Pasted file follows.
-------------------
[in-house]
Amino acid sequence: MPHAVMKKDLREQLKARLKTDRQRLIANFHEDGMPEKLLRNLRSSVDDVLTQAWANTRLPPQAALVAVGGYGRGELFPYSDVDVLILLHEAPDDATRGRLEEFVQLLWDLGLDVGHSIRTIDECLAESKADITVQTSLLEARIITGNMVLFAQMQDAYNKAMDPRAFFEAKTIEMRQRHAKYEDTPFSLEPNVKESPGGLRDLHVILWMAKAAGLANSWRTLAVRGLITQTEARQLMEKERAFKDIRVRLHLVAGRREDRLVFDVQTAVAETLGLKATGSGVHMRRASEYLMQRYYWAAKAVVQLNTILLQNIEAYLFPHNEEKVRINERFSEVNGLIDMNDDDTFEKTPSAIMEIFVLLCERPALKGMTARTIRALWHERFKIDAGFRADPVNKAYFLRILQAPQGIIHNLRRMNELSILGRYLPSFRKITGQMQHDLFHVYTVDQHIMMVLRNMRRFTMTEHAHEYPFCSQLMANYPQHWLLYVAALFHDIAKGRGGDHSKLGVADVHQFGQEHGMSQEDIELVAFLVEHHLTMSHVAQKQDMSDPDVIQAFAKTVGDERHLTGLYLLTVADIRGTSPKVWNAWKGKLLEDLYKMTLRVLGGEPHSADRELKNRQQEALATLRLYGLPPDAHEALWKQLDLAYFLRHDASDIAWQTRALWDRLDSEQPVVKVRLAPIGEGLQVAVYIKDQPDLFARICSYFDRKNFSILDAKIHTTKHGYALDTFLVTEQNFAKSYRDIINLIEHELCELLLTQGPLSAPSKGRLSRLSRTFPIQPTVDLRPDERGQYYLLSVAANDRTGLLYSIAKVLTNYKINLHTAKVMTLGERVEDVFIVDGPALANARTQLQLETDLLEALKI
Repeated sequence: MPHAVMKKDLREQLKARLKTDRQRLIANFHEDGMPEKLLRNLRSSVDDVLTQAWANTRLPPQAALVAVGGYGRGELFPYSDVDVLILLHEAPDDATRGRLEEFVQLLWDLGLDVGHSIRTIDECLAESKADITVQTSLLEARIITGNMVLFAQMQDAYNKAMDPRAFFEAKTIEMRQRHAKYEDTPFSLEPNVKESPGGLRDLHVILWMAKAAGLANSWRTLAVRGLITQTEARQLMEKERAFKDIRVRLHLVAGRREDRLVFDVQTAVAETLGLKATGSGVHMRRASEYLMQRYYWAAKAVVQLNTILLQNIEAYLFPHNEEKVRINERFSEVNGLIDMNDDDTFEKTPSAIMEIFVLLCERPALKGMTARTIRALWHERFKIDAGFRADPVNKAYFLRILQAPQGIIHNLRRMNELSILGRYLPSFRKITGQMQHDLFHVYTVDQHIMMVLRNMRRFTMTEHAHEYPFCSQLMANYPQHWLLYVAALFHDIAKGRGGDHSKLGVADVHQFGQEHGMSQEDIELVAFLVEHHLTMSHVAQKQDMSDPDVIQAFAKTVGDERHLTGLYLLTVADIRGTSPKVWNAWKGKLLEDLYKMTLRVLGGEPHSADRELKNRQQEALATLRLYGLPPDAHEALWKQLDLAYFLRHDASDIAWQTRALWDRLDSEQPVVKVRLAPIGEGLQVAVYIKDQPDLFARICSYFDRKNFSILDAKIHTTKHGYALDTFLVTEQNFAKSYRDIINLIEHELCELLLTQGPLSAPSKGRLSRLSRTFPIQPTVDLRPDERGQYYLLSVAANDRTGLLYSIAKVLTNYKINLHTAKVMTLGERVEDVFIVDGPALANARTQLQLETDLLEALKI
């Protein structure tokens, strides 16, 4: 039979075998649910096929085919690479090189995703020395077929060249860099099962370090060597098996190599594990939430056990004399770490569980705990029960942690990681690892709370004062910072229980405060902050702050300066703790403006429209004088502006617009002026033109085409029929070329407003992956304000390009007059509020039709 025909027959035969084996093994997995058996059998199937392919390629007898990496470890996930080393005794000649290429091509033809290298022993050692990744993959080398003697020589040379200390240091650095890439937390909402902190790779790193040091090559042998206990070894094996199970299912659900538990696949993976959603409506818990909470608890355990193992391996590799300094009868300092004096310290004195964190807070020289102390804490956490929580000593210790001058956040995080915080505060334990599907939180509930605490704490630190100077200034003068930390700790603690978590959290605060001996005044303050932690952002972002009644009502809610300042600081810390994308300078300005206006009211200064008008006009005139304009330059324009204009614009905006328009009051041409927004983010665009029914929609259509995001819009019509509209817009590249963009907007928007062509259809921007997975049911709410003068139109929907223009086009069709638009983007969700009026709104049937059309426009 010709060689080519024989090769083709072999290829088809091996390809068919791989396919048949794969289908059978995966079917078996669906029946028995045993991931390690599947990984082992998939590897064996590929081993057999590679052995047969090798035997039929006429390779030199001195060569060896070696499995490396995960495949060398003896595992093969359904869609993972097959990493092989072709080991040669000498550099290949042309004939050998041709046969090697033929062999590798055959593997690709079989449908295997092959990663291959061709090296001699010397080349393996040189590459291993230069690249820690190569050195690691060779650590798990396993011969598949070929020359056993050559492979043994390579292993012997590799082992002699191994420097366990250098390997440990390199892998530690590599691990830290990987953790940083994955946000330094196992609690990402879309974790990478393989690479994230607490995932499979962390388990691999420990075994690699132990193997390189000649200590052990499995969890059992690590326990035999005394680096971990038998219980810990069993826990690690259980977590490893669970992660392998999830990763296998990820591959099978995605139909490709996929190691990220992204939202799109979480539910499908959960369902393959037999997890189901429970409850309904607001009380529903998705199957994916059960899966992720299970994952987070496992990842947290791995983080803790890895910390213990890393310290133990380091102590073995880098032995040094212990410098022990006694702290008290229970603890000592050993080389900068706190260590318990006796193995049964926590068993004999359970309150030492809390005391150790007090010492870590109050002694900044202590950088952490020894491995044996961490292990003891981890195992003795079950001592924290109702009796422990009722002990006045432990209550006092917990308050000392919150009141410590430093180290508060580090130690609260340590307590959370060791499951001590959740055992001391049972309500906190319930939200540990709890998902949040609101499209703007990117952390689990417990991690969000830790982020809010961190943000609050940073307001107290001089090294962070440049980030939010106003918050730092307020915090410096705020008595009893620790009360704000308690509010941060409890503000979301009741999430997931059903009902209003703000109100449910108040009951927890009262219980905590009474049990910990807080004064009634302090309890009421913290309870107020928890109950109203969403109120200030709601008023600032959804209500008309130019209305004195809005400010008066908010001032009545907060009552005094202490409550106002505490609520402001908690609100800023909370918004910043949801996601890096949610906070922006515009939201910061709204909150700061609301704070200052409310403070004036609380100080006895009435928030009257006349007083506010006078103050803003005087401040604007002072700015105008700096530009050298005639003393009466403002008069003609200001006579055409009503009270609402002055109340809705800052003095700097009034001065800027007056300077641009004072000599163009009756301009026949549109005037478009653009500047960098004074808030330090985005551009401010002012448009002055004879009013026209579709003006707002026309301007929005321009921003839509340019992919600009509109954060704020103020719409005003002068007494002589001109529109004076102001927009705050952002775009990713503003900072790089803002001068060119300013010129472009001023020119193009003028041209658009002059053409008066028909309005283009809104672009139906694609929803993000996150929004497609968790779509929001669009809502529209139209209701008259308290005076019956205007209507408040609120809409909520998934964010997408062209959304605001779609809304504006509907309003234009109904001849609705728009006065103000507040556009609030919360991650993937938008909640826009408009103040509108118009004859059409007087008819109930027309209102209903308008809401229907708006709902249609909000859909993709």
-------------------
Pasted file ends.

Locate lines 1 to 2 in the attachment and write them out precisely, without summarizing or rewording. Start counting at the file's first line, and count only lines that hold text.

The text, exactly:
[in-house]
Amino acid sequence: MPHAVMKKDLREQLKARLKTDRQRLIANFHEDGMPEKLLRNLRSSVDDVLTQAWANTRLPPQAALVAVGGYGRGELFPYSDVDVLILLHEAPDDATRGRLEEFVQLLWDLGLDVGHSIRTIDECLAESKADITVQTSLLEARIITGNMVLFAQMQDAYNKAMDPRAFFEAKTIEMRQRHAKYEDTPFSLEPNVKESPGGLRDLHVILWMAKAAGLANSWRTLAVRGLITQTEARQLMEKERAFKDIRVRLHLVAGRREDRLVFDVQTAVAETLGLKATGSGVHMRRASEYLMQRYYWAAKAVVQLNTILLQNIEAYLFPHNEEKVRINERFSEVNGLIDMNDDDTFEKTPSAIMEIFVLLCERPALKGMTARTIRALWHERFKIDAGFRADPVNKAYFLRILQAPQGIIHNLRRMNELSILGRYLPSFRKITGQMQHDLFHVYTVDQHIMMVLRNMRRFTMTEHAHEYPFCSQLMANYPQHWLLYVAALFHDIAKGRGGDHSKLGVADVHQFGQEHGMSQEDIELVAFLVEHHLTMSHVAQKQDMSDPDVIQAFAKTVGDERHLTGLYLLTVADIRGTSPKVWNAWKGKLLEDLYKMTLRVLGGEPHSADRELKNRQQEALATLRLYGLPPDAHEALWKQLDLAYFLRHDASDIAWQTRALWDRLDSEQPVVKVRLAPIGEGLQVAVYIKDQPDLFARICSYFDRKNFSILDAKIHTTKHGYALDTFLVTEQNFAKSYRDIINLIEHELCELLLTQGPLSAPSKGRLSRLSRTFPIQPTVDLRPDERGQYYLLSVAANDRTGLLYSIAKVLTNYKINLHTAKVMTLGERVEDVFIVDGPALANARTQLQLETDLLEALKI